Band Review: Poison

I first heard of Poison back in the fall of 1987, at the beginning of seventh grade.  I was listening to my local CHR/Top 40 station and heard the song “I Won’t Forget You,” from the Look What the Cat Dragged In album; I fell in love with this power ballad instantly.

My next memory of Poison comes from the summer of 1988, when “Nothin’ But a Good Time,” the lead-off single for Open Up and Say… Ahh!, was released and getting airplay on the radio and on MTV.  I have to admit that at first, I wasn’t too sure about the song, since my only real knowledge of the band was through “I Won’t Forget You,” but after giving it a few listens, I grew to like it.  However, it was the next single, “Fallen Angel,” that ultimately sold me on the band.  This is actually a “story song,” which tells a story of a young woman who moves to Hollywood in the hopes of becoming famous, but things don’t turn out the way she expects.  At the time, I was impressed to hear a band like Poison tackle such a song, and “Fallen Angel” still ranks as one of my favorite Poison songs of all-time.

Next was “Every Rose Has Its Thorn,” which sounds so different from what listeners at the time would have expected from the band.  However, the pop audience loved it, and the song spent three weeks at number one on the Billboard Hot 100 singles chart.  The acoustic guitar, combined with Bret Michaels’ vocal performance, help to make “Every Rose Has Its Thorn” one of the stand-out songs in Poison’s catalog.  The final single from Open Up and Say… Ahh! was a cover of Loggins & Messina’s “Your Mama Don’t Dance.”  While it’s an enjoyable song to listen to, it’s not one of the stronger songs in Poison’s catalog.

Shortly before my sophomore year of high school, Poison released “Unskinny Bop,” the lead-off single for the Flesh & Blood album.  “Unskinny Bop” is an enjoyable song, and it performed pretty well on the charts.  However, as time has gone by, I don’t find myself listening to this one as much as I did when I was younger.  The next single, “Something to Believe In,” is, in my opinion, one of the strongest songs in Poison’s catalog.  It was definitely one of the most serious songs that Poison had recorded to date, and the topics covered in the song are rather poignant: homelessness, suicidial Vietnam veterans, and the unexpected death of loved ones.  This song was released just a few short months before Operation Desert Storm was launched in January 1991, and I think the mood of the song fit in with the mood of the country at that time.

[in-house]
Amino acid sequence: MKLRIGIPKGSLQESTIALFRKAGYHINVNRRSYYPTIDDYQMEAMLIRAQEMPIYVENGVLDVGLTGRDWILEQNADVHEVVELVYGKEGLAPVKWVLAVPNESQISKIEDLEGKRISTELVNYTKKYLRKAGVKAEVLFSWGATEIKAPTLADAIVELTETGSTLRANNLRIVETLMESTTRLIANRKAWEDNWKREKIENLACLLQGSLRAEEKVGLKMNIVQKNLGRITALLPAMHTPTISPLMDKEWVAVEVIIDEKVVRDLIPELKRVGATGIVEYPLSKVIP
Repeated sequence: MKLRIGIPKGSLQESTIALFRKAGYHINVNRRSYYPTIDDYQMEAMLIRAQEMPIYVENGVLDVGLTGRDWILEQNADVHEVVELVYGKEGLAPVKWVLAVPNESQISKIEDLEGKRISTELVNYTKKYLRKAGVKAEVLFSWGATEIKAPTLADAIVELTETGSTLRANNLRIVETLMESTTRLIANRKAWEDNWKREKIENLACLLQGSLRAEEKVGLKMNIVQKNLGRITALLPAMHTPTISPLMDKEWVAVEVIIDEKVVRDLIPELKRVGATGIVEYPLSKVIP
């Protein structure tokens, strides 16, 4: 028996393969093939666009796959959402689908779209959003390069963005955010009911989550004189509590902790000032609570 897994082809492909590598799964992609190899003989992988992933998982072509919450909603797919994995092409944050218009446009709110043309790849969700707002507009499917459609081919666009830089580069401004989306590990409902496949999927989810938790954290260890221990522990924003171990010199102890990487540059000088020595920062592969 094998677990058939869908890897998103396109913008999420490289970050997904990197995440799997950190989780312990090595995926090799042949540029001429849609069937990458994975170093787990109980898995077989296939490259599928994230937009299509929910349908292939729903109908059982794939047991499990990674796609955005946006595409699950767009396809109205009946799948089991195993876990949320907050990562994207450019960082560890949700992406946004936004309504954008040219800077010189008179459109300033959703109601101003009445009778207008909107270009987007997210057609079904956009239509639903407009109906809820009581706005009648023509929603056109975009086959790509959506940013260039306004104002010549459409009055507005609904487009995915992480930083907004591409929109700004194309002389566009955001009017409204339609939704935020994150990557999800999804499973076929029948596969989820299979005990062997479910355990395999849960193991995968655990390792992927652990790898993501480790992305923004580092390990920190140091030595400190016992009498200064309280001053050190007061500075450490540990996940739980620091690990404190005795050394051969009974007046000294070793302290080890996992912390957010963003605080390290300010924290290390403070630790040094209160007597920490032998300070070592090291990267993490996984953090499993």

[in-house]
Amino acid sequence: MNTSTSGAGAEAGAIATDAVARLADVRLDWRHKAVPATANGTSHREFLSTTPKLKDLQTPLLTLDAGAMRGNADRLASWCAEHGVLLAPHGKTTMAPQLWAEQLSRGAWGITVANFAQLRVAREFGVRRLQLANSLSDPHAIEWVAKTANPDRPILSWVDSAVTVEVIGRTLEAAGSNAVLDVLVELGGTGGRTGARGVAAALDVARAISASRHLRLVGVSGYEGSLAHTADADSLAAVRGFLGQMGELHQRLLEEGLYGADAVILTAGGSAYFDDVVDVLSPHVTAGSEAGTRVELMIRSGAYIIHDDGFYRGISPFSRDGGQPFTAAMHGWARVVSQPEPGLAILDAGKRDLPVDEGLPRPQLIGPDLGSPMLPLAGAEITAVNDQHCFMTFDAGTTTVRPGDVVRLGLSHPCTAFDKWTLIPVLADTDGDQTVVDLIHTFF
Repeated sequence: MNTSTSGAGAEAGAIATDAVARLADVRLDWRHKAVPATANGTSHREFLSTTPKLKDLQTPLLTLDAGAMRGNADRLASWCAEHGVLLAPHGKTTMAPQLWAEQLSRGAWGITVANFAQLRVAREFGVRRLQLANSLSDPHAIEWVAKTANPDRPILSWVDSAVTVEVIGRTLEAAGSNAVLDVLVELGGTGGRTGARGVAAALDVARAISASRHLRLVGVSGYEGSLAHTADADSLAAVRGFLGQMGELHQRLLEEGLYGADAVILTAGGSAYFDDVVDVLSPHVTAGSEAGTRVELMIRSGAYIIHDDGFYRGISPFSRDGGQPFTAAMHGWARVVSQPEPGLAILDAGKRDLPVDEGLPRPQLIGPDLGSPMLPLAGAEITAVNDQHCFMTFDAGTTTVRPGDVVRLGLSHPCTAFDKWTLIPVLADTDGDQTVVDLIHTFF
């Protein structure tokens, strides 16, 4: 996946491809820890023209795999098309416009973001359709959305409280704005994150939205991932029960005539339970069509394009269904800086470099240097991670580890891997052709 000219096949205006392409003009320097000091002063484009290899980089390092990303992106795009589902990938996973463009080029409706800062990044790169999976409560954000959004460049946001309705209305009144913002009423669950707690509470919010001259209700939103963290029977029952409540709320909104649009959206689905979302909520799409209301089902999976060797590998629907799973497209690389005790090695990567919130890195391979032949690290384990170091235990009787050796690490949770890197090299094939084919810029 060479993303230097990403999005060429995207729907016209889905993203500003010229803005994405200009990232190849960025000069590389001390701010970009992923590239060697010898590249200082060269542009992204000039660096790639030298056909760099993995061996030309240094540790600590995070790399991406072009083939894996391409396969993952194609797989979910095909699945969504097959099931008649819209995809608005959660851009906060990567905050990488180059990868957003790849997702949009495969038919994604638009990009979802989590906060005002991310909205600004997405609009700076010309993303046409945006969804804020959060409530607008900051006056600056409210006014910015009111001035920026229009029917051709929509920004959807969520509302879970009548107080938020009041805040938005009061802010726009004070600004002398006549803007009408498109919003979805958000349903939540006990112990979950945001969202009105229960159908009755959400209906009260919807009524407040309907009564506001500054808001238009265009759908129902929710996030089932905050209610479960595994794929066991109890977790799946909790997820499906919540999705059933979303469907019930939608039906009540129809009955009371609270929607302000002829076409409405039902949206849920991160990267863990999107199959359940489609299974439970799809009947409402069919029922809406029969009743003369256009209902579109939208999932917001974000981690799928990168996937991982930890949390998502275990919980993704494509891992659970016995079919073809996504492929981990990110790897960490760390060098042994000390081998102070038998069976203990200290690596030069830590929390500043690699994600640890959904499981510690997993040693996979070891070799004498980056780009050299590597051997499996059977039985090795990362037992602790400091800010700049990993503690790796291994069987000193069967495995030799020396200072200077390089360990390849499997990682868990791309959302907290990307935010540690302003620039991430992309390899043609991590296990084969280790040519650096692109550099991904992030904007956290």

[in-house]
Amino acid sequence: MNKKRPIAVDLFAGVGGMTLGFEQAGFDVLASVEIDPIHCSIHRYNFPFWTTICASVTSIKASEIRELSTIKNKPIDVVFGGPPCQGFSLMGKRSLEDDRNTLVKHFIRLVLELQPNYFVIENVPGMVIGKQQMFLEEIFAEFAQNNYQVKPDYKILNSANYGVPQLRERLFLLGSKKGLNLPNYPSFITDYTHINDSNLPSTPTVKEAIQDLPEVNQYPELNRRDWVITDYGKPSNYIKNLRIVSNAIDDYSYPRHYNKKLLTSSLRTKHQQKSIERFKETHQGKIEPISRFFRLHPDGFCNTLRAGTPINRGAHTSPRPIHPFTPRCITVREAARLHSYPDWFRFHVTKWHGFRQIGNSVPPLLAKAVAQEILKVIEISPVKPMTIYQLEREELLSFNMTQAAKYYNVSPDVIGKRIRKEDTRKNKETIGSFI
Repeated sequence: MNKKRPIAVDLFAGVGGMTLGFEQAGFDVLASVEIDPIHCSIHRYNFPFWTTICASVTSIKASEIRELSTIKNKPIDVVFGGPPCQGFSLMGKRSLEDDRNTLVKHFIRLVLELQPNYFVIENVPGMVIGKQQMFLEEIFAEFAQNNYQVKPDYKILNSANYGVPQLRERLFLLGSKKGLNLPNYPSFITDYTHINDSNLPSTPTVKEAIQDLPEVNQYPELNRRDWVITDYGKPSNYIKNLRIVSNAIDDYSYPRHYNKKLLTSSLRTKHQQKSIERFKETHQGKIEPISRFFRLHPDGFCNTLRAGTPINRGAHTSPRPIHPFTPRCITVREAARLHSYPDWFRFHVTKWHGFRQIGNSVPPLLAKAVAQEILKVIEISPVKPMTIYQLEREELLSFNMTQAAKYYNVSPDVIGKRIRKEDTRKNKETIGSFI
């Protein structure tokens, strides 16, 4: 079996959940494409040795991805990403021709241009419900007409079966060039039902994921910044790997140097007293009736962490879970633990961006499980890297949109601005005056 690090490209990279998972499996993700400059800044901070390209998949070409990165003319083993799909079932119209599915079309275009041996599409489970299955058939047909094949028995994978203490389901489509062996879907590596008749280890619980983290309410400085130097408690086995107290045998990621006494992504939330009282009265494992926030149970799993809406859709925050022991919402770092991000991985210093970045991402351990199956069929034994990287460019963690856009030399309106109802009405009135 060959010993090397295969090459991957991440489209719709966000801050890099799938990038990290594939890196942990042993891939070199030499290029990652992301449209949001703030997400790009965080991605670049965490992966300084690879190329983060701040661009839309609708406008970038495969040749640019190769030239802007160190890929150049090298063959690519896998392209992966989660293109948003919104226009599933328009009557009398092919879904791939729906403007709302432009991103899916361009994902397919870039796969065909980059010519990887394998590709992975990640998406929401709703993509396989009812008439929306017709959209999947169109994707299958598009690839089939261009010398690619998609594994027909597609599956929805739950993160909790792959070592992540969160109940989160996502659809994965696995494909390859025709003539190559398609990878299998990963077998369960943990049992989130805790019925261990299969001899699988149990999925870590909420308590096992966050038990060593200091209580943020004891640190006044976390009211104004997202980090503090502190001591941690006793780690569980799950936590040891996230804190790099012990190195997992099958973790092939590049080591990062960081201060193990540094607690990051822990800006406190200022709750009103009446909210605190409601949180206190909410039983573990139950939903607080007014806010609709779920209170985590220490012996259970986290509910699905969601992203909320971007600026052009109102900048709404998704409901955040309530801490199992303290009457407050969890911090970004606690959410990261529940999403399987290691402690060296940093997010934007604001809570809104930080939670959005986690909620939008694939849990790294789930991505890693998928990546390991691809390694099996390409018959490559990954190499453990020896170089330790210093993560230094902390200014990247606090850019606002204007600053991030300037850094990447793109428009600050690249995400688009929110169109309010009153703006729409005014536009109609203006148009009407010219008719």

The next single was “Ride the Wind.”  Personally, I really like this song.  While it’s not one of the strongest of the band’s songs, it’s not one of the weakest, either.  Unfortunately, the pop audience didn’t care for this one as much, and it had to struggle to reach the chart position that it did.  The next single, “Life Goes On,” fared even worse.  Lyrically, I like what this song has to say.  Musically, however, “Life Goes On” is rather boring;  I can see why it didn’t fare all that well.  I remember also seeing a video for “(Flesh & Blood) Sacrifice,” but I don’t recall ever hearing this song receive any radio airplay.  It probably didn’t help that by the time “Ride the Wind” and “Life Goes On” were released, pop radio was starting to move away from the hair metal sounds and bands.

The last time I remember hearing anything new from Poison was in early 1993, during my senior year of high school.  They released a song called “Stand,” and it was an acoustic song that even featured a choir in it.  Personally, I liked this song.  While it wasn’t as strong as their earlier material, it wasn’t bad.  Unfortunately, at this point, Nirvana had broken through, and the hair metal had all but vanished from the pop radio airwaves.  “Stand” had some moderate success on the charts, but I never heard any further singles from that album.  After “Stand,” I lost track of Poison.

Even thought hair metal’s day has come and gone, I still do enjoy quite a bit of the music that Poison released during the band’s heyday.


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